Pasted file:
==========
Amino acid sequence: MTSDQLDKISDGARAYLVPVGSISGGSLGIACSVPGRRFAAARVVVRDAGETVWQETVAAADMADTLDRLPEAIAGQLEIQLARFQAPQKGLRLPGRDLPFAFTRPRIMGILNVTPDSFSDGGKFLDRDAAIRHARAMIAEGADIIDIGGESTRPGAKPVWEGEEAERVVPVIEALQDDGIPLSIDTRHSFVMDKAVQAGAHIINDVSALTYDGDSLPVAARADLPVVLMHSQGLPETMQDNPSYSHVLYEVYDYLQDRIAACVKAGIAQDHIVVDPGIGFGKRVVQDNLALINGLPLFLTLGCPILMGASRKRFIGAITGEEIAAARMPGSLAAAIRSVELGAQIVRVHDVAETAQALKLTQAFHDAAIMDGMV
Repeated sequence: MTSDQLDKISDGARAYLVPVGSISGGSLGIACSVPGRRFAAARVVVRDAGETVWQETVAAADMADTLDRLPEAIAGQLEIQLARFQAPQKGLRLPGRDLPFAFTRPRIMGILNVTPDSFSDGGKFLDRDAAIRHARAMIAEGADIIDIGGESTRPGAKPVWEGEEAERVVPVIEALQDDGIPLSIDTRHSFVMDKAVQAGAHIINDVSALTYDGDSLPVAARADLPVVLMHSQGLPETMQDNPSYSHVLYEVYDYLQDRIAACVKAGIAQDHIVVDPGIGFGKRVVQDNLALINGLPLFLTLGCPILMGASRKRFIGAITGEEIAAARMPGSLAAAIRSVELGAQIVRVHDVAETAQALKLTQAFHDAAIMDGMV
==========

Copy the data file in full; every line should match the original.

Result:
Amino acid sequence: MTSDQLDKISDGARAYLVPVGSISGGSLGIACSVPGRRFAAARVVVRDAGETVWQETVAAADMADTLDRLPEAIAGQLEIQLARFQAPQKGLRLPGRDLPFAFTRPRIMGILNVTPDSFSDGGKFLDRDAAIRHARAMIAEGADIIDIGGESTRPGAKPVWEGEEAERVVPVIEALQDDGIPLSIDTRHSFVMDKAVQAGAHIINDVSALTYDGDSLPVAARADLPVVLMHSQGLPETMQDNPSYSHVLYEVYDYLQDRIAACVKAGIAQDHIVVDPGIGFGKRVVQDNLALINGLPLFLTLGCPILMGASRKRFIGAITGEEIAAARMPGSLAAAIRSVELGAQIVRVHDVAETAQALKLTQAFHDAAIMDGMV
Repeated sequence: MTSDQLDKISDGARAYLVPVGSISGGSLGIACSVPGRRFAAARVVVRDAGETVWQETVAAADMADTLDRLPEAIAGQLEIQLARFQAPQKGLRLPGRDLPFAFTRPRIMGILNVTPDSFSDGGKFLDRDAAIRHARAMIAEGADIIDIGGESTRPGAKPVWEGEEAERVVPVIEALQDDGIPLSIDTRHSFVMDKAVQAGAHIINDVSALTYDGDSLPVAARADLPVVLMHSQGLPETMQDNPSYSHVLYEVYDYLQDRIAACVKAGIAQDHIVVDPGIGFGKRVVQDNLALINGLPLFLTLGCPILMGASRKRFIGAITGEEIAAARMPGSLAAAIRSVELGAQIVRVHDVAETAQALKLTQAFHDAAIMDGMV